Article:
Macbeth as a Fiend Like Queen

Macbeth as a Fiend Like Queen

In early modern period of history women had much fewer rights and
privileges. Woman, in Shakespearian times occupied a lesser status to
men in society and there were also limitations on what a woman could
do in a marriage. This is reflected in the marriage of Lady Macbeth
and Macbeth. The husband has more responsibility than his wife.

Lady Macbeth is the dominant partner in the Macbeth marriage. Anything
she says goes. She is a strong and very persuasive influence on her

“Come you spirits that tend on mortal thoughts, unsex me here…make
thick my blood…” she asks.

She is seeking supernatural assistance. Lady Macbeth further asks
these “spirits” to come to her women’s breasts and take her milk for

When she reads the letter written by Macbeth she is thrilled and
excited if Macbeth becomes king she will be queen, a prospect she is
most happy with.

“Hail, King that shalt be.”

“Glamis thou art and Cawdor, and shalt be what thou art promis’d…”

This is when Lady Macbeth herself begins to formulate her evil plans
to kill Duncan, not Macbeth.

Through this stage of Lady Macbeth plotting to kill King Duncan we see
an entirely different side to the benevolent queen. We learn that she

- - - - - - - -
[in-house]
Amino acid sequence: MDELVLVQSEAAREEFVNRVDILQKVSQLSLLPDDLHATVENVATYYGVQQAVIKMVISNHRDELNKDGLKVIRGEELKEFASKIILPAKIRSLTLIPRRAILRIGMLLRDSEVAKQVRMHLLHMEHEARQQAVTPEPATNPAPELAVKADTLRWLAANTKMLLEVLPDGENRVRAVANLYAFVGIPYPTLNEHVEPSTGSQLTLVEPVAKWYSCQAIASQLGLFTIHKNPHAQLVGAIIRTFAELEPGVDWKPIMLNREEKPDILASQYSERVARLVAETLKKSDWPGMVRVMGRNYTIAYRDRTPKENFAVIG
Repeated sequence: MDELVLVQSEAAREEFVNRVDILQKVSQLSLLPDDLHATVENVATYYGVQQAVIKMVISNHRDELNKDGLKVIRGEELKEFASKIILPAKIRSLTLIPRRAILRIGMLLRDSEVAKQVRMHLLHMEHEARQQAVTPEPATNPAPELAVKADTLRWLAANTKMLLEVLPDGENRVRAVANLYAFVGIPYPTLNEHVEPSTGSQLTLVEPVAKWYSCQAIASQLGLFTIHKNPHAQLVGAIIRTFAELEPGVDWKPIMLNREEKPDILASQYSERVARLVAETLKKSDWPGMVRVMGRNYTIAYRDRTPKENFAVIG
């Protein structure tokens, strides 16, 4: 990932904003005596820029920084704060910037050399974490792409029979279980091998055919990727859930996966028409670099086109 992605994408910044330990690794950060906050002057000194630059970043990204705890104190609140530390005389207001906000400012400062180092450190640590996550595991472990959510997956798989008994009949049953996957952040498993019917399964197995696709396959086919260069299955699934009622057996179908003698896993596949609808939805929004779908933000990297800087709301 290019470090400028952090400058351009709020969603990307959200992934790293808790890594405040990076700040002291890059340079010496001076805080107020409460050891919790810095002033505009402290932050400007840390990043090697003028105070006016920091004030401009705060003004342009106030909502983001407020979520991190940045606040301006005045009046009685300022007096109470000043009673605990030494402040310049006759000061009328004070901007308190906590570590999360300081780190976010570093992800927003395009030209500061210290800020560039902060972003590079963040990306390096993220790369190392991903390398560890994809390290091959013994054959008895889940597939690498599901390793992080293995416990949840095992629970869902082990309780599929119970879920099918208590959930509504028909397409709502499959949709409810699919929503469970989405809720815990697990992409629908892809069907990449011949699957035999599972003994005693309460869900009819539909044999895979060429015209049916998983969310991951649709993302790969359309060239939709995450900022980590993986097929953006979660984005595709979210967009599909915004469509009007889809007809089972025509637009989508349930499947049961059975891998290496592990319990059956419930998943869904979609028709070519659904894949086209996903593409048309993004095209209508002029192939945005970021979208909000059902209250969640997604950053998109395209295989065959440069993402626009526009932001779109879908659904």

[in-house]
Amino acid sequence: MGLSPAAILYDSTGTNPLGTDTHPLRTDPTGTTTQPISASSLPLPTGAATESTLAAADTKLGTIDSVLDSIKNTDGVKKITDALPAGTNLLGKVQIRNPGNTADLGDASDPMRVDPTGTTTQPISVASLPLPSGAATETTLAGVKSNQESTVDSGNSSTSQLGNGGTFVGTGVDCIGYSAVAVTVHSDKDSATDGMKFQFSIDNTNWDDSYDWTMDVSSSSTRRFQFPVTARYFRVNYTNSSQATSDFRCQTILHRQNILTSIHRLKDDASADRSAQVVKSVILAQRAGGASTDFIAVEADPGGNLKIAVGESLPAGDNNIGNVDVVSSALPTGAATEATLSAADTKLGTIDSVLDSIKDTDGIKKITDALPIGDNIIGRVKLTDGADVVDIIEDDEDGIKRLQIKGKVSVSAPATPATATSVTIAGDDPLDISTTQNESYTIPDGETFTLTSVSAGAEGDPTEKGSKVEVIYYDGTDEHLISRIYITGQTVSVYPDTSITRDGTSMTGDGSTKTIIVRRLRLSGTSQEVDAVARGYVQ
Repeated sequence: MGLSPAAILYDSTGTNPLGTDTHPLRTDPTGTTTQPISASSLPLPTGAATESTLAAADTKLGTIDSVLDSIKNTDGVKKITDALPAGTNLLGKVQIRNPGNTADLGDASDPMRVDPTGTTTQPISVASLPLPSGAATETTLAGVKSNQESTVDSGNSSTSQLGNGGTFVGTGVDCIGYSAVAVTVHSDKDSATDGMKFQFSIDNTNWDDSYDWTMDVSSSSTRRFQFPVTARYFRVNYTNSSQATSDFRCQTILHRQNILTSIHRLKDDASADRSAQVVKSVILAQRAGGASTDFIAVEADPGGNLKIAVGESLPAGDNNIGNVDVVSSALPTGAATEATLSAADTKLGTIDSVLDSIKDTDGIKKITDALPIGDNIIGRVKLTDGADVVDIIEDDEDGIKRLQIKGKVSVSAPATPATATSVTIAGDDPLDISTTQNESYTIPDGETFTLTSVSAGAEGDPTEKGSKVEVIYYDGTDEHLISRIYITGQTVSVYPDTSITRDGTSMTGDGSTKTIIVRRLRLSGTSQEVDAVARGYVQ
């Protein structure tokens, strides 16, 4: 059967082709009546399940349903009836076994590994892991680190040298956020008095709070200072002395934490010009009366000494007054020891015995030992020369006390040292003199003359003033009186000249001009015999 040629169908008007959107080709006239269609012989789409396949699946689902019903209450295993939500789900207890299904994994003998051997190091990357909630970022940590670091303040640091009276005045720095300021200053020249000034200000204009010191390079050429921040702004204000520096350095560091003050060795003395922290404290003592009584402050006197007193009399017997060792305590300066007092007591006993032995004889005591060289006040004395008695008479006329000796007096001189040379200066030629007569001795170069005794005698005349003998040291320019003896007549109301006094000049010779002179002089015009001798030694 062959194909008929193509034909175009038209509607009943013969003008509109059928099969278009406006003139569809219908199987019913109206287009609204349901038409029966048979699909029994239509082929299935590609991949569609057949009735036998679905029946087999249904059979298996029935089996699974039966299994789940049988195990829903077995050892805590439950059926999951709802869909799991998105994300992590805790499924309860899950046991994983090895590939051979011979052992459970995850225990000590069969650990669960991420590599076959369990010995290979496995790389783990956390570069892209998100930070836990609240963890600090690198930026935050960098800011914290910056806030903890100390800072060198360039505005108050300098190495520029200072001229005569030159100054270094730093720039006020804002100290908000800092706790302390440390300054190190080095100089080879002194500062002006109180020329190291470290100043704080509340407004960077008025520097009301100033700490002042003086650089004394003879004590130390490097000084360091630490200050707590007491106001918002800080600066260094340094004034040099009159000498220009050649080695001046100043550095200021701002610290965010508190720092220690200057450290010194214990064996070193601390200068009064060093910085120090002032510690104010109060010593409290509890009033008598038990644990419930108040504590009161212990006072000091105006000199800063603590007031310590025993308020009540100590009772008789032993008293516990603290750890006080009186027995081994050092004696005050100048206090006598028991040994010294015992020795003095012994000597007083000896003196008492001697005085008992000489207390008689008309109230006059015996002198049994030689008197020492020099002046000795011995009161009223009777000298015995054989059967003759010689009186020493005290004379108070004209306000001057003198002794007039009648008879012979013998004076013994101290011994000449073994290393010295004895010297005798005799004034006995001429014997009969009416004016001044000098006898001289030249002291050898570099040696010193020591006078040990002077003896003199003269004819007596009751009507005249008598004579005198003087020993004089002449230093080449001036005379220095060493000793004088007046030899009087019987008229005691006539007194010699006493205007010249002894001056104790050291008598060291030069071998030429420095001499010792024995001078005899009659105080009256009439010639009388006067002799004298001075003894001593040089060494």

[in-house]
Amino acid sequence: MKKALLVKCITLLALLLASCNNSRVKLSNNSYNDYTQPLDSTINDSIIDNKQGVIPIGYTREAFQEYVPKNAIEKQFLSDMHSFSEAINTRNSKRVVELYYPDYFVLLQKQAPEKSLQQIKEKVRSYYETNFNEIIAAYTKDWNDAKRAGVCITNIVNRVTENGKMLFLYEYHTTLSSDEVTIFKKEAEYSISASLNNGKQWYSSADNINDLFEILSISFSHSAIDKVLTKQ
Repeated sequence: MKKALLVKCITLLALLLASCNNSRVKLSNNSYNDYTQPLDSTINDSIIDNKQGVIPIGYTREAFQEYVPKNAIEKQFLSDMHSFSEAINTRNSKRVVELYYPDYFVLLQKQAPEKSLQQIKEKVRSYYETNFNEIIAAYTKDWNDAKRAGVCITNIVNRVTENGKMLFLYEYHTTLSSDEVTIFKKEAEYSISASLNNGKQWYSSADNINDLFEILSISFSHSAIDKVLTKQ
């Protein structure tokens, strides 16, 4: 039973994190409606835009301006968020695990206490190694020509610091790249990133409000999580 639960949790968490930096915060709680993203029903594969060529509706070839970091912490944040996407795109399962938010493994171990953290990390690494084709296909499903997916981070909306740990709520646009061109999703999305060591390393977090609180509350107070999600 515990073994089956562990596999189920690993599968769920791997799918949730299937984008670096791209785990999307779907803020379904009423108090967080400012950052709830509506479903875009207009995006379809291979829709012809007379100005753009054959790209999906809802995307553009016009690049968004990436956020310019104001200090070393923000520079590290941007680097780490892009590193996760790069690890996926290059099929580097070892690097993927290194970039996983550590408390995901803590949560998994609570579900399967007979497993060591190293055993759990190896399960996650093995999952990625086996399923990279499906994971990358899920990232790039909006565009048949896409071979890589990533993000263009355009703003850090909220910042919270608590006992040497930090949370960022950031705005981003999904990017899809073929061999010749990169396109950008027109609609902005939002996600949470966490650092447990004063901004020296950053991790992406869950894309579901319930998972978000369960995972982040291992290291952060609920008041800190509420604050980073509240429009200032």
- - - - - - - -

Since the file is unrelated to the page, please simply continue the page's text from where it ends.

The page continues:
is most evil, as she calls on evil spirits to aide her conquest into
building up confidence to perform the heinous act of murder against a
kind-hearted king.

We learn that her thoughts turn to ones of malevolence, but yet
Macbeth is hesitant.

When she shared her thoughts with Macbeth he was very nervous about
murdering the king. Duncan was the king whom he loved and looked up
to, whom he served. He could not bring himself to do such a deed. He
was extremely nervous but Lady Macbeth was yet again extremely

“If we should fail?” he asks

“We fail? But screw your courage to the sticking place, and we’l not
fail” she replies.

Here Lady Macbeth is questioning Macbeth’s masculinity,...

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